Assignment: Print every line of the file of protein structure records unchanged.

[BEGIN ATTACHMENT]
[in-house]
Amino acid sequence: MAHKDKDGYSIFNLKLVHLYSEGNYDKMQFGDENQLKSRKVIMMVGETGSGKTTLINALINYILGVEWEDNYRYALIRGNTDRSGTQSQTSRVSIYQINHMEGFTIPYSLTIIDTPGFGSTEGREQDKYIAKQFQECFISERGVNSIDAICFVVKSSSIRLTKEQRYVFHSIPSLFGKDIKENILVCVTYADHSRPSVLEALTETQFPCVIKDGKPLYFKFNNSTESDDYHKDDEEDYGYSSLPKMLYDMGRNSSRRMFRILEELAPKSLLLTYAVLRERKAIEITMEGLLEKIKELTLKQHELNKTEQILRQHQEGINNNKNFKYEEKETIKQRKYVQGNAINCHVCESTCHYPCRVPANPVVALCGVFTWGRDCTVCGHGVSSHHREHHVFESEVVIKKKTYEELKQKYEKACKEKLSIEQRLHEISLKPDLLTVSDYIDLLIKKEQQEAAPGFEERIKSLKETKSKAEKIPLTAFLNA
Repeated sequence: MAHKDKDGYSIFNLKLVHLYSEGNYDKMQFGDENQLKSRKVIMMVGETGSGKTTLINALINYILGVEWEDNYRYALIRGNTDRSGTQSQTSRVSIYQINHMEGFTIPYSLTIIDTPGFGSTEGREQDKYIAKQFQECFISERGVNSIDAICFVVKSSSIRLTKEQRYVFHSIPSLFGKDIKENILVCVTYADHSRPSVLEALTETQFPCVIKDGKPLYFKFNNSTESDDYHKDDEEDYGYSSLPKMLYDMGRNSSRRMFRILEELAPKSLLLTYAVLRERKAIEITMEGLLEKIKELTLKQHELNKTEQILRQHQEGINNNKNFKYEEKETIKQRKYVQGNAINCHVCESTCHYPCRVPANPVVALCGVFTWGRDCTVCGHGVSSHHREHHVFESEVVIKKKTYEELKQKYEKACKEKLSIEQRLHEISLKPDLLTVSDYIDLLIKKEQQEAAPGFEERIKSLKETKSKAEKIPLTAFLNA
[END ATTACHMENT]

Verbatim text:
[in-house]
Amino acid sequence: MAHKDKDGYSIFNLKLVHLYSEGNYDKMQFGDENQLKSRKVIMMVGETGSGKTTLINALINYILGVEWEDNYRYALIRGNTDRSGTQSQTSRVSIYQINHMEGFTIPYSLTIIDTPGFGSTEGREQDKYIAKQFQECFISERGVNSIDAICFVVKSSSIRLTKEQRYVFHSIPSLFGKDIKENILVCVTYADHSRPSVLEALTETQFPCVIKDGKPLYFKFNNSTESDDYHKDDEEDYGYSSLPKMLYDMGRNSSRRMFRILEELAPKSLLLTYAVLRERKAIEITMEGLLEKIKELTLKQHELNKTEQILRQHQEGINNNKNFKYEEKETIKQRKYVQGNAINCHVCESTCHYPCRVPANPVVALCGVFTWGRDCTVCGHGVSSHHREHHVFESEVVIKKKTYEELKQKYEKACKEKLSIEQRLHEISLKPDLLTVSDYIDLLIKKEQQEAAPGFEERIKSLKETKSKAEKIPLTAFLNA
Repeated sequence: MAHKDKDGYSIFNLKLVHLYSEGNYDKMQFGDENQLKSRKVIMMVGETGSGKTTLINALINYILGVEWEDNYRYALIRGNTDRSGTQSQTSRVSIYQINHMEGFTIPYSLTIIDTPGFGSTEGREQDKYIAKQFQECFISERGVNSIDAICFVVKSSSIRLTKEQRYVFHSIPSLFGKDIKENILVCVTYADHSRPSVLEALTETQFPCVIKDGKPLYFKFNNSTESDDYHKDDEEDYGYSSLPKMLYDMGRNSSRRMFRILEELAPKSLLLTYAVLRERKAIEITMEGLLEKIKELTLKQHELNKTEQILRQHQEGINNNKNFKYEEKETIKQRKYVQGNAINCHVCESTCHYPCRVPANPVVALCGVFTWGRDCTVCGHGVSSHHREHHVFESEVVIKKKTYEELKQKYEKACKEKLSIEQRLHEISLKPDLLTVSDYIDLLIKKEQQEAAPGFEERIKSLKETKSKAEKIPLTAFLNA